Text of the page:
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Discussion Starter #1
I purchased a used valve on Ebay with the correct T hose for the Esprit.

I went to install it this weekend and realized I really dont understand how they work when I started puzzling over the vacuum connection.

After reading up a little bit it dawned on me that the spring pressure holding the valve closed needs to match the characteristics of the car. It needs to match the boost and the vacuum at idle and low boost, otherwise it may leak boost or bypass air when not on boost.

Do I have that right?

Seems odd that many dump valves can work on many cars with out some adjusting/changing the spring

The valve I purchased looks like a quality piece but I am not familiar with the brand. I might be able to figure out what spring it has but wondering what spring is needed for an Esprit.

Probably should of bought one from one of the vendors that has done the research... :)
 

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Dose it work? When screaming down the road and you take your foot off the gas pedal, you should hear it blow off the pressure.
 

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Ok Erik, i'll give it a go:
The key to the function of a BOV is the correct connection of the Vacuum hose, without vacuum the valve should remain closed so you can easily test it on or off the car. As the Esprit produces relatively low boost (around 10 PSI under normal conditions) blow-by, where the boost pressure lifts the valve against the spring pressure, should not be an issue with the Bailey valve which unfortunately does not have any adjustment of the spring. Under normal conditions the intake plenum on a turbo car is under pressure, not under Vacuum like a naturally aspirated engine. When under acceleration (boost) there is positive pressure both before and after the throttle flaps but when you let your foot off the gas the flaps close causing a vacuum downstream of the flaps, it is this vacuum that opens the BOV against the spring pressure and releases the stalled boost pressure on the other side of the flaps, this stops the turbo from slowing down/stalling due to excessive back pressure which is still being produced by the spinning turbo. This release of pressure allows the turbo to continue to spin freely so that when you again apply the throttle the turbo is already spooling and will apply boost quicker than if it was slowed due to back pressure. The key for you is to make sure that you connect the vacuum line downstream (after) the throttle flaps, i have seen more than one connected via a 'T' on the boost pressure line at the rear end of the intake plenum (line that feeds the transducer) :ROFLMAO:.
Graphic explanation:
 

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Discussion Starter #6
Great, thank you!

I have seen some installed with a one way disc valve on the vacuum line. Is that necessary? Does that help ensure the dump valve stays closed during low/no boost situations?
 

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That valve is known as a check valve or one way valve that allows flow in only one direction (vacuum or pressure) On earlier/cheaper BOV's the topside of the diaphragms didn't like pressure which occurs under boost, later valves are designed to take advantage of the boost to ensure complete closure of the BOV under boost until the Vacuum occurs when the throttles are closed. It wont hurt to have it, so if you have one go ahead, but its not really necessary on newer BOV's. The only downside to the Bailey valve is that on most of them there is no adjustment, this means that its essentially an on/off switch. Some have a Philips screw than can be adjusted but its not ideal. The ideal situation is to bleed off some of the boost but maintain pressure in the chargecooler so that when you re-apply the throttle there is minimal lag between hitting the gas and re-boosting. This explains it well, but stop it after 7 minutes unless you want to watch boy racers at work :ROFLMAO:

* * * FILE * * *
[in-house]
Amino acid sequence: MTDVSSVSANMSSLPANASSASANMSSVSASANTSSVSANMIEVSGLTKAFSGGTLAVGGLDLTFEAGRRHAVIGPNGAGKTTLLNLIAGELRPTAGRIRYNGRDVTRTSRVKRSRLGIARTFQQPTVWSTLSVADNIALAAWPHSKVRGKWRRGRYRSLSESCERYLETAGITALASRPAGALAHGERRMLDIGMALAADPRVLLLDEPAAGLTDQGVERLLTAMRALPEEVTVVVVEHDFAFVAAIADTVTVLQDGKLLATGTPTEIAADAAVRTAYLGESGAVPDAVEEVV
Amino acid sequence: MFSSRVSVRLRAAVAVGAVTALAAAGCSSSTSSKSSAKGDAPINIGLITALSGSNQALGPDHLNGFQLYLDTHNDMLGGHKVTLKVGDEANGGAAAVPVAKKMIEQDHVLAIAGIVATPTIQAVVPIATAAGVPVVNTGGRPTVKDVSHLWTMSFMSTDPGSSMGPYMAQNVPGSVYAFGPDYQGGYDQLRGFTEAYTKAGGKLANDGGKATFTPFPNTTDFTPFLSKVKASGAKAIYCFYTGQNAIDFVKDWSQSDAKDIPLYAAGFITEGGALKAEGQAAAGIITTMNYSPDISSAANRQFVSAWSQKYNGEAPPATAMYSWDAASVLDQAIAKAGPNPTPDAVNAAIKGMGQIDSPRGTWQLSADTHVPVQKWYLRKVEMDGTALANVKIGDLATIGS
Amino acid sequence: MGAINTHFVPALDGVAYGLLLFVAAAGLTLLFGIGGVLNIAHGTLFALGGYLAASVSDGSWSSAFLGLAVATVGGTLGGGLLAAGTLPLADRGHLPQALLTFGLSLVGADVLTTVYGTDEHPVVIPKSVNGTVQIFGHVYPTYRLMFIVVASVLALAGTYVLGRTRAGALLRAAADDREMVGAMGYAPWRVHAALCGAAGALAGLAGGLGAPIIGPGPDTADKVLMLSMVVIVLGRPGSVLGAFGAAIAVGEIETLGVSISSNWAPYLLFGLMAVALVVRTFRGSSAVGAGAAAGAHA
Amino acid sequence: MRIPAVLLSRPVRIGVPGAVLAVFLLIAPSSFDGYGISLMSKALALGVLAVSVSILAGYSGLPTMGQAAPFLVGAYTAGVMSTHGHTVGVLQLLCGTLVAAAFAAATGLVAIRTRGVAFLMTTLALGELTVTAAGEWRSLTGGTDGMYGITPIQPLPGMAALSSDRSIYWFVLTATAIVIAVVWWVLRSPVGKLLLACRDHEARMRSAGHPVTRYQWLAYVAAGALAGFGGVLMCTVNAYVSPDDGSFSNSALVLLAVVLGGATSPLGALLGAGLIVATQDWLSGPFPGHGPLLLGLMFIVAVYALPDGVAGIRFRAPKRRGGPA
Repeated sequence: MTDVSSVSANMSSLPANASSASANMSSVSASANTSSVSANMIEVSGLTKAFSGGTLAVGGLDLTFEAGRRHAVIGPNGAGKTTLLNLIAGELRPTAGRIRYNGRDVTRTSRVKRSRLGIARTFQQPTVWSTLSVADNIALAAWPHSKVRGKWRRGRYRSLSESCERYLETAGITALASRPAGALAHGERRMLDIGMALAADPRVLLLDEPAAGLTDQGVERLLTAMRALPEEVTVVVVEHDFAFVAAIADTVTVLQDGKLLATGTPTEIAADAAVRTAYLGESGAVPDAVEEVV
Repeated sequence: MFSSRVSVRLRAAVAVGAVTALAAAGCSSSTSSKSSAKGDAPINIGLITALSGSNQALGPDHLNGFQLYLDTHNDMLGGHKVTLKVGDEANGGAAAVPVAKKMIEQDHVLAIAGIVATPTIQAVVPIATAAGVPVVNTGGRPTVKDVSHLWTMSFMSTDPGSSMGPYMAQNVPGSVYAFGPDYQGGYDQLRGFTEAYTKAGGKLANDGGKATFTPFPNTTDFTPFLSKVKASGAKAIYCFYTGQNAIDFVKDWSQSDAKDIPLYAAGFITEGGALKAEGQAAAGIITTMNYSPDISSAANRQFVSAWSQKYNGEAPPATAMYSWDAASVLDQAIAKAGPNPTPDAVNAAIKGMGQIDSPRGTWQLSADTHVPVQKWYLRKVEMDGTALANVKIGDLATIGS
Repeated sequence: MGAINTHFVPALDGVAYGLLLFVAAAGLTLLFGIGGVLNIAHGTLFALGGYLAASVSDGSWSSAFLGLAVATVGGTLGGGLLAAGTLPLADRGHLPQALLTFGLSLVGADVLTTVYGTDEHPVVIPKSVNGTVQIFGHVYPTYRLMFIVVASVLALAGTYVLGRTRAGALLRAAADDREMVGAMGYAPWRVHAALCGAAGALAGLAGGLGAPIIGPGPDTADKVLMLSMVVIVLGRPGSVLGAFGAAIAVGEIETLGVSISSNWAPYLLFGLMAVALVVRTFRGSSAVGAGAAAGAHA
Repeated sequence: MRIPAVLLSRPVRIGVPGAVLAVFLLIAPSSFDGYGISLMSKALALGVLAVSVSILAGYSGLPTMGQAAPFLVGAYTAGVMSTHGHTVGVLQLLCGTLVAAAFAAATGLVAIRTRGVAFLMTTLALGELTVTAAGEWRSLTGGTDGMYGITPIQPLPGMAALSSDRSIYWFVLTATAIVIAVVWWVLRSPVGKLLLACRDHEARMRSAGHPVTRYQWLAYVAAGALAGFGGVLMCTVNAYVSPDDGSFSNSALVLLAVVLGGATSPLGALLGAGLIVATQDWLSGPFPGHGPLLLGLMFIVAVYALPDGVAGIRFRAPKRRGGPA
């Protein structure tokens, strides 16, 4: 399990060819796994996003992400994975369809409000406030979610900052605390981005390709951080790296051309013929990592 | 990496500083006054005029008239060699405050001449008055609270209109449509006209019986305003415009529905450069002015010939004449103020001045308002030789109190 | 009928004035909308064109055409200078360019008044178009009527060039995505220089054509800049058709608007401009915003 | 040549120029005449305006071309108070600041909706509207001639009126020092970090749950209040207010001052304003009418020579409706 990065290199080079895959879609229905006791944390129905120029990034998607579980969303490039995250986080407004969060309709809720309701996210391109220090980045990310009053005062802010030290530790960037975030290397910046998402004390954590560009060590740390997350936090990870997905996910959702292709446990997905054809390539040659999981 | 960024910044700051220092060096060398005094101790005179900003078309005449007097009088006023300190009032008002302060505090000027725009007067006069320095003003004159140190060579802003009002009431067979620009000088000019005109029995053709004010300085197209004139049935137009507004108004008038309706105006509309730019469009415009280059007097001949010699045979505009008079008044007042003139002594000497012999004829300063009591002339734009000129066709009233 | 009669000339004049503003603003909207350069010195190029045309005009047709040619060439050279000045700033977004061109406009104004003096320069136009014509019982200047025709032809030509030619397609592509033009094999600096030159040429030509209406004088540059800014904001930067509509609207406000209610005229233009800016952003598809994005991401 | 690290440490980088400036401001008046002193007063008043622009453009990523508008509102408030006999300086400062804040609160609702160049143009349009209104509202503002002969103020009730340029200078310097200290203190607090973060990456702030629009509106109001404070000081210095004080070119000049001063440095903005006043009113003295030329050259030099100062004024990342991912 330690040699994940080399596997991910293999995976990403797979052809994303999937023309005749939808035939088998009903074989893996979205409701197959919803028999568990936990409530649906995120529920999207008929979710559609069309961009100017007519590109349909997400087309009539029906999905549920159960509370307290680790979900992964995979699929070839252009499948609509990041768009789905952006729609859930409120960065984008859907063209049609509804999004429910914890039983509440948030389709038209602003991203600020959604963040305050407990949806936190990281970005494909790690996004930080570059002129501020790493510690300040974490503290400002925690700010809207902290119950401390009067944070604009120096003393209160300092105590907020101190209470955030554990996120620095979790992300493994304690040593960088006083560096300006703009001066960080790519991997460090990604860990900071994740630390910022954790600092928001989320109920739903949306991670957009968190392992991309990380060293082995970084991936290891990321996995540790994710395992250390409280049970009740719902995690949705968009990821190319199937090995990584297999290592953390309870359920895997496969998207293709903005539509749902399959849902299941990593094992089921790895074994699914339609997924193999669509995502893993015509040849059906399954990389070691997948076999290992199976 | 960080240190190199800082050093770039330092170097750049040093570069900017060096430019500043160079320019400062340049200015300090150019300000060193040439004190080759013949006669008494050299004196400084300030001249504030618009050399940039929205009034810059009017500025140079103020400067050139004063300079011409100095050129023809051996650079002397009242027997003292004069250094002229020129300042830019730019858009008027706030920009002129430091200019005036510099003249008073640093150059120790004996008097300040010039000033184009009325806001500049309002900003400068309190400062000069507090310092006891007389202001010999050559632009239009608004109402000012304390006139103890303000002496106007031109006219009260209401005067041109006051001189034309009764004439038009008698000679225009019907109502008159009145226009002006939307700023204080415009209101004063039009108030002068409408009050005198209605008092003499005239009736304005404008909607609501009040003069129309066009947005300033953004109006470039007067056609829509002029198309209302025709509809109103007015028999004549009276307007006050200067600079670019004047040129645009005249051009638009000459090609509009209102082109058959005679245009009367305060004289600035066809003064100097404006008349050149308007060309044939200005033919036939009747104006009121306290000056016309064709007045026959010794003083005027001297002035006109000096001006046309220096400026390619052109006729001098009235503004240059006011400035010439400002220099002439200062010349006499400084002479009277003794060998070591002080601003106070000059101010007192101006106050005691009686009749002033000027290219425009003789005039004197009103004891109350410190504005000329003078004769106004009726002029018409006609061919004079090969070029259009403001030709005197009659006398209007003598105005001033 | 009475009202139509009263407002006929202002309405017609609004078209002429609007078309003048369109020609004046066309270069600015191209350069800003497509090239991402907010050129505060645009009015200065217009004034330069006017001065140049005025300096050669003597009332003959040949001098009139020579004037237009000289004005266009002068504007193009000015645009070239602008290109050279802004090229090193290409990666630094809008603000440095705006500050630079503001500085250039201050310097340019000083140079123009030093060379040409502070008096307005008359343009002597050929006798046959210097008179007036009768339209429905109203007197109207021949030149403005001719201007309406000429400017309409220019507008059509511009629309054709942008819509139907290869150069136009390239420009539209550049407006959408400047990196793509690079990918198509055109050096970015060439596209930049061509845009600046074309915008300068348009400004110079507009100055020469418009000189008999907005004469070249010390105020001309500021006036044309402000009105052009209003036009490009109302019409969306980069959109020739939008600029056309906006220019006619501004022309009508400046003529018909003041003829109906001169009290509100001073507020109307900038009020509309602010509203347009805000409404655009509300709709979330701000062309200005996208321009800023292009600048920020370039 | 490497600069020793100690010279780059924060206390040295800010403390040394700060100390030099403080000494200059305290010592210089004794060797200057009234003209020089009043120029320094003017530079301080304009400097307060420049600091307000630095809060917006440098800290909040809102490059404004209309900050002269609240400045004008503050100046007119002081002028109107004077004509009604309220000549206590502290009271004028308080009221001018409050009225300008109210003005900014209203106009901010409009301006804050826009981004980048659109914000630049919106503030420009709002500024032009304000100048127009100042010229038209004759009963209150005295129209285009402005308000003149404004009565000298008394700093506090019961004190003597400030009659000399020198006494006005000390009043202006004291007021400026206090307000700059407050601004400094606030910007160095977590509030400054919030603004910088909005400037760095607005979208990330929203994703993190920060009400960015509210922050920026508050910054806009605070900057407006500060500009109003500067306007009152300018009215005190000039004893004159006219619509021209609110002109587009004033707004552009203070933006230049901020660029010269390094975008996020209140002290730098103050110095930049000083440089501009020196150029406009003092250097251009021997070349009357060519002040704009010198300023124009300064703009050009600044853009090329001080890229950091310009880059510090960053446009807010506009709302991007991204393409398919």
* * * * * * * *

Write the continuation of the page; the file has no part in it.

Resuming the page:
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Correct, though the Esprit does have a MAP and MAT sensor! Another decision on that valve is do you want the 'whoosh', or do you want to recycle the air back through the intake by running a hose from the BOV discharge to the intake?
 

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Erik
The valve you have redirects the air. If you want the "whoosh", you need one that ventilates to the atmosphere. The spring should be rated 5-11 psi (yellow)
 

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Discussion Starter #11
Well - got scammed. Tried to install today and the tee hose is not the correct size for the Esprit intake. Fortunately it was very cheap. I guess I will look at purchasing the tee hose section, I have seen just the tee for sale somewhere before.
 

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Discussion Starter #12
Ebay has the tee hose in various sizes. The hose that came with this dump valve (shown in the picture above) is 2" ID. Any body know what size is correct to stretch into that oval shape?
 

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Erik
You have to measure the diameter in millimeters. Also check PNM , they have those silicone tees.
 
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